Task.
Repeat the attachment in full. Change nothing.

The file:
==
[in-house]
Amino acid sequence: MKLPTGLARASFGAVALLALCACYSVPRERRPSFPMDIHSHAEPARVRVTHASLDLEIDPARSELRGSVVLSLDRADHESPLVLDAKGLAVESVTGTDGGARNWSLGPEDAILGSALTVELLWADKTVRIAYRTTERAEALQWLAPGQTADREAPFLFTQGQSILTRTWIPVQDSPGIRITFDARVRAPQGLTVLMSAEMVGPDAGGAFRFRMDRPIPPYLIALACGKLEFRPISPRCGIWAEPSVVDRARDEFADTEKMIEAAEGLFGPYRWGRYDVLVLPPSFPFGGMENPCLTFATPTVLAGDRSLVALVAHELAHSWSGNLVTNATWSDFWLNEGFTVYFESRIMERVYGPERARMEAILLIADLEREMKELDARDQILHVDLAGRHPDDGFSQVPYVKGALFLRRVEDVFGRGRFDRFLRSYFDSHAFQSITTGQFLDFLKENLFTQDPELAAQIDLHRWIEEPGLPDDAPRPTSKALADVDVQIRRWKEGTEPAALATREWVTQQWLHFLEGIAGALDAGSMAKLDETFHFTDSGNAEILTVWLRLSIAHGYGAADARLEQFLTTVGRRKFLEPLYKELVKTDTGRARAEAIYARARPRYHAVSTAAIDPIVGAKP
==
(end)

[in-house]
Amino acid sequence: MKLPTGLARASFGAVALLALCACYSVPRERRPSFPMDIHSHAEPARVRVTHASLDLEIDPARSELRGSVVLSLDRADHESPLVLDAKGLAVESVTGTDGGARNWSLGPEDAILGSALTVELLWADKTVRIAYRTTERAEALQWLAPGQTADREAPFLFTQGQSILTRTWIPVQDSPGIRITFDARVRAPQGLTVLMSAEMVGPDAGGAFRFRMDRPIPPYLIALACGKLEFRPISPRCGIWAEPSVVDRARDEFADTEKMIEAAEGLFGPYRWGRYDVLVLPPSFPFGGMENPCLTFATPTVLAGDRSLVALVAHELAHSWSGNLVTNATWSDFWLNEGFTVYFESRIMERVYGPERARMEAILLIADLEREMKELDARDQILHVDLAGRHPDDGFSQVPYVKGALFLRRVEDVFGRGRFDRFLRSYFDSHAFQSITTGQFLDFLKENLFTQDPELAAQIDLHRWIEEPGLPDDAPRPTSKALADVDVQIRRWKEGTEPAALATREWVTQQWLHFLEGIAGALDAGSMAKLDETFHFTDSGNAEILTVWLRLSIAHGYGAADARLEQFLTTVGRRKFLEPLYKELVKTDTGRARAEAIYARARPRYHAVSTAAIDPIVGAKP